Perhaps the way we think and plan about time leads us astray in our studies. Sometimes to stop having a schedule and to cease thinking in time increments can allow us to feel the whimsy of our study prowess spring into action. Just relax and let the brain juice flow, right. It’s certainly worth a try, adopting an unscheduled schedule, because attempting to perpetually catch up to the goal of attaining a set number of study hours per week can be gratingly detrimental to the self esteem. We have to make peace with time and find a healthy relationship with it. After all, it’s always there, just like the man (or men) who raised us and are our beloved fathers.
Time may be more impersonal than a person but that’s no reason not to adopt a healthy way of feeling about it. Phrases like it’s always five o’clock somewhere and anytime is fun time spring to mind, and, academically speaking, study time can be like any spontaneous act: something that just happens and is enjoyable. Like, what if time was titled ice cream or nachos? How we think about anything goes a long way to how it is for us. Those who experience ambivalence about their own dad figures know this well. Anyway, making studying a more enjoyable time can be like renaming Mondays as Fundays and calling it a day. The attitude we take to our study time can make it less like something to corral, tame, or just generally endure, and more an opportunity to put our best brain forward.
So what about eternity, though, don’t most things get done that are destined to be so? Well, to take a foreign reference in hand, George Bernard Shaw once said that “The English are not a very spiritual people, so they invented cricket to give them an idea of eternity” (online). If you’ve ever paused your netosphere surfboard and watched some cricket, not highlight reels mind you but a full real-time set of innings known as overs, you’ll note what Shaw was on about. See, in cricket, there are literally ten outs per inning and batters can be there at the wicket swinging up to and including when the cows of dusk come home.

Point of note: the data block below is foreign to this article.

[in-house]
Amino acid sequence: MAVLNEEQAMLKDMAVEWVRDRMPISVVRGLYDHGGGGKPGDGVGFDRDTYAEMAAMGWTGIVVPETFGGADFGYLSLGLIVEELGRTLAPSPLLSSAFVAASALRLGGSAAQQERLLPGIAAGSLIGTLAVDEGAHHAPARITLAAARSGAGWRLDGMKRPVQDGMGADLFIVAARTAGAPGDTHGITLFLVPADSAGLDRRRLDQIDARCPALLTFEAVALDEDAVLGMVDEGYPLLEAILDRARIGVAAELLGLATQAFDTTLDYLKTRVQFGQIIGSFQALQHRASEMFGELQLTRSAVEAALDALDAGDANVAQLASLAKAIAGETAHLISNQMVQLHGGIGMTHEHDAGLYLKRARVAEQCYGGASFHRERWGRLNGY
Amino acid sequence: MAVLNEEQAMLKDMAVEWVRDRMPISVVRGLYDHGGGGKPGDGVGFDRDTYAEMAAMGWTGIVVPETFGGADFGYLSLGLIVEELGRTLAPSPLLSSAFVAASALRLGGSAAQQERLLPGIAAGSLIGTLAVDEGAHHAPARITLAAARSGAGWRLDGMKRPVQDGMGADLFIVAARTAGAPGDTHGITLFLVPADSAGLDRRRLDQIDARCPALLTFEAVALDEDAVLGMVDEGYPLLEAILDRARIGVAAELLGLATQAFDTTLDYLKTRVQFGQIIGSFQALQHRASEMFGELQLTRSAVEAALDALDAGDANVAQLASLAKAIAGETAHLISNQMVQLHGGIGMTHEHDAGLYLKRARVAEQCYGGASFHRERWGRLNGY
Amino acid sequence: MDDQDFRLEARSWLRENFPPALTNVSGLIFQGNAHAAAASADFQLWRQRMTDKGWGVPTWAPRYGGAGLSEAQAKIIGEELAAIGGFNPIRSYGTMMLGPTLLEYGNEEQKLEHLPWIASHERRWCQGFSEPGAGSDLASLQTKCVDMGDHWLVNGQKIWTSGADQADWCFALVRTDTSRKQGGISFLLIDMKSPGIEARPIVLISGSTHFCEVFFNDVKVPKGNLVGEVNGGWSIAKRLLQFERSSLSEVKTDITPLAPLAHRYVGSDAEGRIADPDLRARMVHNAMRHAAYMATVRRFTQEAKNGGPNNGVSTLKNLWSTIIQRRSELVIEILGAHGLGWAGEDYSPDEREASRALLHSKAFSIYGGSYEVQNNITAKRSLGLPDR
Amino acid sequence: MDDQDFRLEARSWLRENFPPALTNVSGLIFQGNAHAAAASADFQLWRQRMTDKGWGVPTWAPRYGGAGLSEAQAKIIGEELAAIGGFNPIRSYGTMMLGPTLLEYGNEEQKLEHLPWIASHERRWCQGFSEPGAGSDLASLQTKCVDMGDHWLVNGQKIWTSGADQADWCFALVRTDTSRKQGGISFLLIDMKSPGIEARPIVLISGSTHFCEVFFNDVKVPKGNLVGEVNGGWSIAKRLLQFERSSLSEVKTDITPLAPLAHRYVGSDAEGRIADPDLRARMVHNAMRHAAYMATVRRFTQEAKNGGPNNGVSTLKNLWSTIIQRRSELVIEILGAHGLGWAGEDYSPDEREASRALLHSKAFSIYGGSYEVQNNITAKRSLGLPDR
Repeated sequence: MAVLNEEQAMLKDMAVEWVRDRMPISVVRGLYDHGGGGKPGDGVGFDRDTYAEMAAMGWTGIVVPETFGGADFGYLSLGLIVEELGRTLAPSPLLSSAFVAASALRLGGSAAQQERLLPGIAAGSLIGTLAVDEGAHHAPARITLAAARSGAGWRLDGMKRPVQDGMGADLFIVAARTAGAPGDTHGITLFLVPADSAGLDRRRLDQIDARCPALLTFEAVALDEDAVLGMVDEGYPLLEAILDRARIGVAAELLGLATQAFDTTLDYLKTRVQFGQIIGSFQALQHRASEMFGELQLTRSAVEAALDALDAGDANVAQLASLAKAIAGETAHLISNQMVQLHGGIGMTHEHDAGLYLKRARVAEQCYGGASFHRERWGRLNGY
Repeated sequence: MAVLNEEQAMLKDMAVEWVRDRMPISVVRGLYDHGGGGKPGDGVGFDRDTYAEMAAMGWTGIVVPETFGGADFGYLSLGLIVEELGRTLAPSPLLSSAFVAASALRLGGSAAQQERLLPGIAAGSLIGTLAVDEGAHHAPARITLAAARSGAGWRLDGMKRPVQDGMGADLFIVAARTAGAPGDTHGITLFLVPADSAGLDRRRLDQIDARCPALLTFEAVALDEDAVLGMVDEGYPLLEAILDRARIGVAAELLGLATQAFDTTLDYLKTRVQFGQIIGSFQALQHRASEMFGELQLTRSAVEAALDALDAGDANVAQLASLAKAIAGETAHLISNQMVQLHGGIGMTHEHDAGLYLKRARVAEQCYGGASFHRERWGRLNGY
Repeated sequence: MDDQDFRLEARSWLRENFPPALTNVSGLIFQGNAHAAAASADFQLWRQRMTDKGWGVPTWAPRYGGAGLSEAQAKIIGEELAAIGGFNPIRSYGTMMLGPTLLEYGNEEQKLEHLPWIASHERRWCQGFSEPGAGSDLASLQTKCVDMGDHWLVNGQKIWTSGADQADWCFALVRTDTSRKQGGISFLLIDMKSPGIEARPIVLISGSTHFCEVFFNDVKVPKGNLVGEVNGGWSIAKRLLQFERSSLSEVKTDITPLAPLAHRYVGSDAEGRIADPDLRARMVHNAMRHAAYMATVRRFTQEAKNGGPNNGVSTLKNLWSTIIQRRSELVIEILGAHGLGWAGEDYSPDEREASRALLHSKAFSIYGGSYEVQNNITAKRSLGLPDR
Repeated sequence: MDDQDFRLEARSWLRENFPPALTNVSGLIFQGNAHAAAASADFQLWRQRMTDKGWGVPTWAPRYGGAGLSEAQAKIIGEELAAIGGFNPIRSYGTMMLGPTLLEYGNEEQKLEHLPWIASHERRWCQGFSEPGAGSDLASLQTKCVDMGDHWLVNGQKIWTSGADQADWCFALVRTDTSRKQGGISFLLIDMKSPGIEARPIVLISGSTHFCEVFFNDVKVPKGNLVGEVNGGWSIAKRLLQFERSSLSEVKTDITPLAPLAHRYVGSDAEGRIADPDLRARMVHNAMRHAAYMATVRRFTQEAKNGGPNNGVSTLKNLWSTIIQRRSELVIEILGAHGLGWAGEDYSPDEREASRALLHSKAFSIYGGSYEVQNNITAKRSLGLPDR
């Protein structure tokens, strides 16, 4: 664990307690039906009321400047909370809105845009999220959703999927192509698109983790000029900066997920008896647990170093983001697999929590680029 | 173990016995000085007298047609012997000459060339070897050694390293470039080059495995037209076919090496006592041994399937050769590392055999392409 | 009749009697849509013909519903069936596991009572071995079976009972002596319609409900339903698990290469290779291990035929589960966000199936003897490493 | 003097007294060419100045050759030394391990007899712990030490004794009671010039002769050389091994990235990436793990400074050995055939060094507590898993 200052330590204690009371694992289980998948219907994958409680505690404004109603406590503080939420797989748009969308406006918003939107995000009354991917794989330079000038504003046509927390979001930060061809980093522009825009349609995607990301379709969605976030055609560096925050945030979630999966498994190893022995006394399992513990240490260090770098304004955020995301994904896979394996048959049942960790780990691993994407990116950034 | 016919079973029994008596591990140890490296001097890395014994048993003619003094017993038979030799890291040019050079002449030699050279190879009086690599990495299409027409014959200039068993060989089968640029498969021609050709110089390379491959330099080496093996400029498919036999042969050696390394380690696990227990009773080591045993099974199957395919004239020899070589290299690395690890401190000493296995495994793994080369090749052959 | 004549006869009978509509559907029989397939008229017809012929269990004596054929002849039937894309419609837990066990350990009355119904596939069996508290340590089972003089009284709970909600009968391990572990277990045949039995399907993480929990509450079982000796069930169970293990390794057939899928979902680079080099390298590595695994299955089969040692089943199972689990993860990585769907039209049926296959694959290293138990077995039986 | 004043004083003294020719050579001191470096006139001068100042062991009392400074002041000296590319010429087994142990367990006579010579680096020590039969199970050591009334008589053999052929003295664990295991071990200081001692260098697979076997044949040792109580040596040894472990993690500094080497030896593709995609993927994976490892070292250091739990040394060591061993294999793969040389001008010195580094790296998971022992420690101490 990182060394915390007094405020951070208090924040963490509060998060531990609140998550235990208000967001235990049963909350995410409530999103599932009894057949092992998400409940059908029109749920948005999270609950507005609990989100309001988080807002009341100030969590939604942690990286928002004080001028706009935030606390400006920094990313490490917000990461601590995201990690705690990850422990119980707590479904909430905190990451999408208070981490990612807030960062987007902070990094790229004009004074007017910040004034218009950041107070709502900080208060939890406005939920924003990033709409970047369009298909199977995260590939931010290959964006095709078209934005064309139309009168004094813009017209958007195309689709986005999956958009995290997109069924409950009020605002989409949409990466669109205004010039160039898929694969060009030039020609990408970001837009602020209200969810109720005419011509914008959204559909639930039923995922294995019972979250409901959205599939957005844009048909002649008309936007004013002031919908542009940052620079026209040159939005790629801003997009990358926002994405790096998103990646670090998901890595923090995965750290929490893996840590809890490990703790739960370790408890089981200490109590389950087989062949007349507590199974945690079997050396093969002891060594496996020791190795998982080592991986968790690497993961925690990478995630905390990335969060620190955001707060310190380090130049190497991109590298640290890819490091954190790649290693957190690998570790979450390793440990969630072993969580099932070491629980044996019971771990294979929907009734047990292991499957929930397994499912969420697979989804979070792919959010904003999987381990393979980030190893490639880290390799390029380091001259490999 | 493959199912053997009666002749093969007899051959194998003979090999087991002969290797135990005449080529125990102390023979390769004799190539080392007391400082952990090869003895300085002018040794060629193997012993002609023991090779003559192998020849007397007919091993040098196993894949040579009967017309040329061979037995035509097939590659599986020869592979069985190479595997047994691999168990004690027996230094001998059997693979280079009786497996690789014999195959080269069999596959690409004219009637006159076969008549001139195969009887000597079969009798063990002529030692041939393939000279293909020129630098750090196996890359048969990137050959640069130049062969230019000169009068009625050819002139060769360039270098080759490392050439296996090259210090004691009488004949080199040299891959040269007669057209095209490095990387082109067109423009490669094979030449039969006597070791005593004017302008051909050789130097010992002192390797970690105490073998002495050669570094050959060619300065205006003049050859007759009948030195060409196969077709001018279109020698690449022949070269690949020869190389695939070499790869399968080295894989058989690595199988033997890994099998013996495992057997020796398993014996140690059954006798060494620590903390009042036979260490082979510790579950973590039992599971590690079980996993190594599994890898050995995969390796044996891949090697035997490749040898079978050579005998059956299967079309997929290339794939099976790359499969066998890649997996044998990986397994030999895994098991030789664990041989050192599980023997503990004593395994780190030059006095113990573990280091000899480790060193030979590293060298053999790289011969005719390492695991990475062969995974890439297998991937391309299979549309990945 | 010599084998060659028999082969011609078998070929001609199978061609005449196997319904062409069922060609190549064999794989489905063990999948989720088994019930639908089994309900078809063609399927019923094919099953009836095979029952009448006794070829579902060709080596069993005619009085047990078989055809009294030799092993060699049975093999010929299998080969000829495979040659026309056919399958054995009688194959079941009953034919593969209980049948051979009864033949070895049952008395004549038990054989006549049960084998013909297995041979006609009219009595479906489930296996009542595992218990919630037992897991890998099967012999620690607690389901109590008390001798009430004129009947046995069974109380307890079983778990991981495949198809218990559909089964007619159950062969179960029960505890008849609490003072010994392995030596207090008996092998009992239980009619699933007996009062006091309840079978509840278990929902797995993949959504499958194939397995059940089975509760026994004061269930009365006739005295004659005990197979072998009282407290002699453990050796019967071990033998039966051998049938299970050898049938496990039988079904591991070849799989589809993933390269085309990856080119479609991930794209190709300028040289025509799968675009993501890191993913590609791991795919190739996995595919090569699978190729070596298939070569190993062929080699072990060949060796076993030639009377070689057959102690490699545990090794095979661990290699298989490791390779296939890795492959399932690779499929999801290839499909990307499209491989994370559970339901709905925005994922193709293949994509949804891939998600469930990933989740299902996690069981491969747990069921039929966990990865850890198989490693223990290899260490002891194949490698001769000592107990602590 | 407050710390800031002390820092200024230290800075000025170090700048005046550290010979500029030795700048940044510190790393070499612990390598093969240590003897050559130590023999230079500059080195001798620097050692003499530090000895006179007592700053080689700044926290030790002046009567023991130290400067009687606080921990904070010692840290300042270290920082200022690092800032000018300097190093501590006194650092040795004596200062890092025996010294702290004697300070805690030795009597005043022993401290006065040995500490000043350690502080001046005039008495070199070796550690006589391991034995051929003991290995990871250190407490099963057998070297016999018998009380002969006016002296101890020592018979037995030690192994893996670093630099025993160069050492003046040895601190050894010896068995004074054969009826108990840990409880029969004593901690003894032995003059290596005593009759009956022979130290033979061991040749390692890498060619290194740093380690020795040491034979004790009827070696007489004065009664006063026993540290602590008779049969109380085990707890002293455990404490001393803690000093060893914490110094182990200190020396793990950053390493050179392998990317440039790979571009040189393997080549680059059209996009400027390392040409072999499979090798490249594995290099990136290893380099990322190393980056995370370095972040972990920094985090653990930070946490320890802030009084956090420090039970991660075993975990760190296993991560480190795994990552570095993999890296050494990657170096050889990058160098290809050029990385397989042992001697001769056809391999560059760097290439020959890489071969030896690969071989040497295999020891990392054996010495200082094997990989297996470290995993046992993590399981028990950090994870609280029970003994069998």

Crucial to us, studying is likewise the fact that, though exams may haunt our horizon, there will always be more extra readings and essay footnotes to read and write, and more hollow tunnels of library research to investigate, studious handheld candelabras of our lit imagination in hand. Studying can be as endless as our inquisitive minds allow— and that’s a good thing—because time flies when we’re having fun and/or our interest is piqued.
But affixing mere terms like study time to our mental processes doesn’t really do justice to the magic of the AU experience. Maybe the tie that binds eternity and time for our purposes is that we feel enough of a semblance of a oneness between ourselves and our studies that we can find peace and pleasure in both. Plato (360 BCE) for his part believed that the universe was held together by some Prime Mover or other who “resolved to have a moving image of eternity, and when he set in order the heavens, he made this image eternal but moving according to number, while eternity itself rests in unity; and this image we call time” (online). Connecting the loose tether of our desire to the raw necessity of our needs is core to maybe the greatest learned skill of all: attention span. Paying respect to father time as the arbiter of our success in many ways allows us to respect this noble reality of student life.